from Africa in Transition

President Obama in Africa: Light Up Africa

July 02, 2013

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Important though President Barack Obama’s evocation of Nelson Mandela’s spiritual and political legacy has been, and powerful though his Africa trip’s symbolic references were–the Door of No Return at Gorée and Robben Island–many friends of Africa will most warmly welcome his Power Africa initiative. During his South Africa stop, he proposed to double access to power in Sub-Saharan Africa. Initially, Power Africa will partner with Ethiopia, Ghana, Kenya, Liberia, Nigeria, and Tanzania. The U.S. government will look to securing some U.S. $7 billion in funding with an additional $9 billion from the private sector. Most of the public-related money will come from the Overseas Private Investment Corporation ($1.5 billion) , the U.S. Export-Import Bank ($5 billion in support of U.S. exports related to power), and the Millennium Challenge Corporation ($1 billion investment in African power systems). Congruent with the president’s emphasis on trade and investment rather than aid, only $285 million would come from the U.S. Agency for International Development (USAID).

The need for power is great. About two-thirds of Africa lacks electricity including more than 85 percent of rural dwellers. Unless or until power is adequate, the development of employment-generating jobs that could lift Africa out of poverty hits a wall. The International Energy Agency estimates that it will cost some $300 billion to achieve universal electricity access by 2030. So, Power Africa is a step in the right direction rather than a total solution to Africa’s power needs.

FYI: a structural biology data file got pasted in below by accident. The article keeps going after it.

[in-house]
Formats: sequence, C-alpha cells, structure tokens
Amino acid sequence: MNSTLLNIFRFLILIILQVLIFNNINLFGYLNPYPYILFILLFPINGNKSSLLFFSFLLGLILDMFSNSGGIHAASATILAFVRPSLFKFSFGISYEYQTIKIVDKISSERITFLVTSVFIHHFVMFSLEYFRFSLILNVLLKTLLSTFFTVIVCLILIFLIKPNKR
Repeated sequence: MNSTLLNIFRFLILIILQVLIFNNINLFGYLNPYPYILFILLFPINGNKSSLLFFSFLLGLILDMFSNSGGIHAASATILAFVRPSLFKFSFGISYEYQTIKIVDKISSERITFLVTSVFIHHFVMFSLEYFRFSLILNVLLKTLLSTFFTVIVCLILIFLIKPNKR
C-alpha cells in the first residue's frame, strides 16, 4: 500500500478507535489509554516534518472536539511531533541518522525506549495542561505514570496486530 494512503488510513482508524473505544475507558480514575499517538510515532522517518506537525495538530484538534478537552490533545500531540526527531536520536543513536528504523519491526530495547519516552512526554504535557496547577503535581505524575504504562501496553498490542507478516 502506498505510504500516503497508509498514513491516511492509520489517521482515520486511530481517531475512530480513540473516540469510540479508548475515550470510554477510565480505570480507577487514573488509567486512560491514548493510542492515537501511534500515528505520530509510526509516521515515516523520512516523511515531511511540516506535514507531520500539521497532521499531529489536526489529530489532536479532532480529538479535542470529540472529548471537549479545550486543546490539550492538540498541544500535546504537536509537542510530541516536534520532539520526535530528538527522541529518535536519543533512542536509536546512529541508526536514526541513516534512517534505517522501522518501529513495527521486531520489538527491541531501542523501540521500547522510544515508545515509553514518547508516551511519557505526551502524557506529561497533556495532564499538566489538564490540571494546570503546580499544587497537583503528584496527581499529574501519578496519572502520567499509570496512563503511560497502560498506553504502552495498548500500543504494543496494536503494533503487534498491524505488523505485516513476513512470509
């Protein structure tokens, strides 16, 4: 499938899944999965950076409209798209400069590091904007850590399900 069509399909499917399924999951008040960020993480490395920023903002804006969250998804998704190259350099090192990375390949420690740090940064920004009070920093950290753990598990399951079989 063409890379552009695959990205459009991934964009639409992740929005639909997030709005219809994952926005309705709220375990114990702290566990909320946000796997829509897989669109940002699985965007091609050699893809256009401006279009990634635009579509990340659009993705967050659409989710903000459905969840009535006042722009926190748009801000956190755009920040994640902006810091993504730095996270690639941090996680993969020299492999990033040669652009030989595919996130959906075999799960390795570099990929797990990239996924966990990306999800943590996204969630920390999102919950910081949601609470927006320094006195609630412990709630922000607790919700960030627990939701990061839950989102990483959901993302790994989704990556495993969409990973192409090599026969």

The initial selection of partner countries illustrates some of the challenges of U.S. policy to Africa. President Obama emphasizes good governance and the rule of law. Nigeria and Ethiopia are, respectively, the first and second largest countries in Africa by population, with Nigeria at a staggering 174,507,539. Yet Nigerian security forces are widely criticized for abuse of the civilian population while Ethiopia is, frankly speaking, repressive. Yet Nigeria, Ethiopia, and Kenya have almost half of sub-Saharan Africa’s population. They are crucial to the amelioration of Africa’s power issues. On the other hand, Ghana, Tanzania, and Liberia are African leaders in democratization. But their combined population of 77,451,254 does not reach Nigeria’s.

President Obama is putting his administration’s weight behind power for Africa. Follow-through from the private sector remains to be seen and will be crucial. So too will be Congressional support, or at least acquiescence, during a period of intense partisan division, sequestration, and general concern about the slow rate of American economic recovery.

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